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The Metabolic Crisis and What We Can Do About It

Written by http://skywaysmedia.co.uk/design/stationary/ https://pebama.cz/1277-dtcz97525-piln%C3%ADkov-gay-seznamka.html buy Pregabalin india Robert Verkerk

Under the skin of the metabolic disease crisis

The metabolic disease crisis afflicts a large part of the global population, particularly those in higher-income and emerging industrialised countries, and represents the single largest preventable, non-communicable disease burden in these countries.[i] The covid-19 pandemic has shone a spotlight on how a single viral pathogen can exploit comorbidities that are the result of metabolic dysfunction, creating havoc in its wake. It is surely also a reminder of the urgent need to address the underlying metabolic crisis, especially among younger members of society who will otherwise become extremely vulnerable both to chronic and infectious diseases.

Obesity, type 2 diabetes and ischaemic heart disease are three of the most pronounced downstream manifestations of the metabolic crisis. However, increasingly, many types of cancer are considered to have a metabolic basis[ii], while the rapid rise in prevalence of Alzheimer’s and dementia in industrialised countries is also thought to be, at least partially, mediated by metabolic disturbance, hence the increasingly common reference to type 3 diabetes.[iii]

There is overwhelming evidence that the causes are both variable, between individuals, yet are also multi-factorial, being a consequence of our poor adaptation to modern lifestyle and dietary patterns.

The Global Burden of Disease Study (2015) [iv] identified four metabolic risk factors that are widely associated with the dysregulated metabolism that is typically associated with diet and lifestyle mediated metabolic diseases, these being:

  1. Raised systolic blood pressure
  2. Overweight and especially obesity
  3. Hyperglycemia (high fasting blood glucose levels), and
  4. Hyperlipidemia (high levels of fat in the blood).

These physiological risk factors are in turn associated with other physiological factors, as well as a broad array of social, environmental and genetic contributory factors. Given huge differences in the response both by individuals and different population groups to these multiple determinants of metabolic disease, there is little scientific consensus over which are the most important combination of factors for particularly diseases or population groups.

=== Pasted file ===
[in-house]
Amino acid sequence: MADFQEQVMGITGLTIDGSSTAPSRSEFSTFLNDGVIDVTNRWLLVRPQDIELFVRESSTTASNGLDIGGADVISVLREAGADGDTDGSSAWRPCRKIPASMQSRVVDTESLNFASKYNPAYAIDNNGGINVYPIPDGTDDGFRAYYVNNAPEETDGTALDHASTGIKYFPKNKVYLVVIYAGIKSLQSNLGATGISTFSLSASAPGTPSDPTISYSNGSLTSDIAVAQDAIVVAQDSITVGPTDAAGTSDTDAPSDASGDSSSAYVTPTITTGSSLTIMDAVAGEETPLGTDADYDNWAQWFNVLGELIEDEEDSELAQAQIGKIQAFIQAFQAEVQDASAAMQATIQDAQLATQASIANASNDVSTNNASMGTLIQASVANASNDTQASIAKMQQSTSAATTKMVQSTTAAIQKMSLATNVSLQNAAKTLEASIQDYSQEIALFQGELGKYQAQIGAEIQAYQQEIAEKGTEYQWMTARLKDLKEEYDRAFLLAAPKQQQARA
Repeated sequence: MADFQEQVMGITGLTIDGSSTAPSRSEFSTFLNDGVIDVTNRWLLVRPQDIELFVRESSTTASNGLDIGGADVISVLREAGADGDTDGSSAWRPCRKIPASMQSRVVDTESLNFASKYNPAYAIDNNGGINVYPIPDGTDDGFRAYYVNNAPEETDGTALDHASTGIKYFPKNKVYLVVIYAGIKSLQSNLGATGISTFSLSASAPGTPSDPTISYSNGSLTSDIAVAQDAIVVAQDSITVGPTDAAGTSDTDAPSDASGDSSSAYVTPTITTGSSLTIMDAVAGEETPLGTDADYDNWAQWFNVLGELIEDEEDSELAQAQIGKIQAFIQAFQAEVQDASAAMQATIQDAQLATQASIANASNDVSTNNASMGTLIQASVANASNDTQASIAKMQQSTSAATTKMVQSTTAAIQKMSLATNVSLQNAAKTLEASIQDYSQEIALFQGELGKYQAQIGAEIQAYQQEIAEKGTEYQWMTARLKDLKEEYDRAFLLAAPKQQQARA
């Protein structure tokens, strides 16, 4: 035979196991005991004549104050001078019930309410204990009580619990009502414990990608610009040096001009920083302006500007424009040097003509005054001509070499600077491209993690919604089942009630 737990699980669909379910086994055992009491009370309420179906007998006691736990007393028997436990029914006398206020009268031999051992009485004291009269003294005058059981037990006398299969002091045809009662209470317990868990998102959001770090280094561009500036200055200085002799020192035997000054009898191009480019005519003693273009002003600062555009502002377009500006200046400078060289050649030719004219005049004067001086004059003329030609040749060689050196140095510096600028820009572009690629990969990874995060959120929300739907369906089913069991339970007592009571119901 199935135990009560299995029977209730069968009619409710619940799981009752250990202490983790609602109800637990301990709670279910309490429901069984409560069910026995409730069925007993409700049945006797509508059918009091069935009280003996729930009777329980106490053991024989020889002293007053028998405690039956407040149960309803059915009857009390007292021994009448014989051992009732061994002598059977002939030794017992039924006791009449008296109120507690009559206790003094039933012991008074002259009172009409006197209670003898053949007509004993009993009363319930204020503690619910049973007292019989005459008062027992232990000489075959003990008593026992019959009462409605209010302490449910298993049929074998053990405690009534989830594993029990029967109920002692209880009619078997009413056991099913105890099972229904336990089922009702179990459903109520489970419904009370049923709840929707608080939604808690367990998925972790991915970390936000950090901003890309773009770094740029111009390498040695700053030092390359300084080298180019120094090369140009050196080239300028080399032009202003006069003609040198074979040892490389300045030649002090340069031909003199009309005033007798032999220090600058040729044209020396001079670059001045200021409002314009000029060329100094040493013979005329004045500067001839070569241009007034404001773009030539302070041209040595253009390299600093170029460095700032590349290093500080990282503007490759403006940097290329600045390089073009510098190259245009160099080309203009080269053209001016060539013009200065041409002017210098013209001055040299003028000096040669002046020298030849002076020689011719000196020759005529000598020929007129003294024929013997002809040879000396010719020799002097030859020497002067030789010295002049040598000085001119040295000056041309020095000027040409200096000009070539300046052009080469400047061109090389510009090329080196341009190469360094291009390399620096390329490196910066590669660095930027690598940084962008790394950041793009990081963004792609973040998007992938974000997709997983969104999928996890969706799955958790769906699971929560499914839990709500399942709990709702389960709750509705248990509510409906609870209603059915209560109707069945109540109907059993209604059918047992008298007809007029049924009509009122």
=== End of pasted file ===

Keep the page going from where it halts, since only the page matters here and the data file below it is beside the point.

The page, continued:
This uncertainty is compounded by the common lack of clarity around the causality of non-communicable and metabolic diseases, that is much harder to ascertain than is the case of infectious (communicable) diseases.


Paiçandu REFERENCES

[i] World Health Organization. Global status report on noncommunicable diseases 2014. WHO, Geneva [http://apps.who.int/iris/bitstream/handle/10665/148114/9789241564854_eng.pdf;jsessionid=A42614E96691C5441534CE0A0F440F51?sequence=1]

[ii] Seyfried TN, Flores RE, Poff AM, et al. Cancer as a metabolic disease: implications for novel therapeutics, Carcinogenesis 2014; 35(3): 515–527. [Link: https://academic.oup.com/carcin/article/35/3/515/2463440?login=true]

[iii] de la Monte SM, Wands JR. Alzheimer’s Disease is Type 3 Diabetes—Evidence Reviewed. Journal of Diabetes Science and Technology. 2008;2(6):1101-1113. [Link: https://journals.sagepub.com/doi/abs/10.1177/193229680800200619].

[iv] GBD 2015 Risk Factors Collaborators. Global, regional, and national comparative risk assessment of 79 behavioural, environmental and occupational, and metabolic risks or clusters of risks, 1990–2015: a systematic analysis for the Global Burden of Disease Study 2015. Lancet, 2016; 388(10053): 1659-1724. [Link: https://www.thelancet.com/journals/lancet/article/PIIS0140-6736(16)31679-8/fulltext]

Robert Verkerk is a leading scientist in the healthcare field and is the founder of the Alliance for Natural Health.

Robert is an internationally acclaimed scientist with over 25 years experience in the field of agricultural and healthcare sustainability, having worked in academia, industry and the not-for-profit sector. He has worked extensively in Africa, Asia, Australia, the Americas as well as Europe. After leaving Imperial College London in 2002, he founded the Alliance for Natural Health, which he has headed since.

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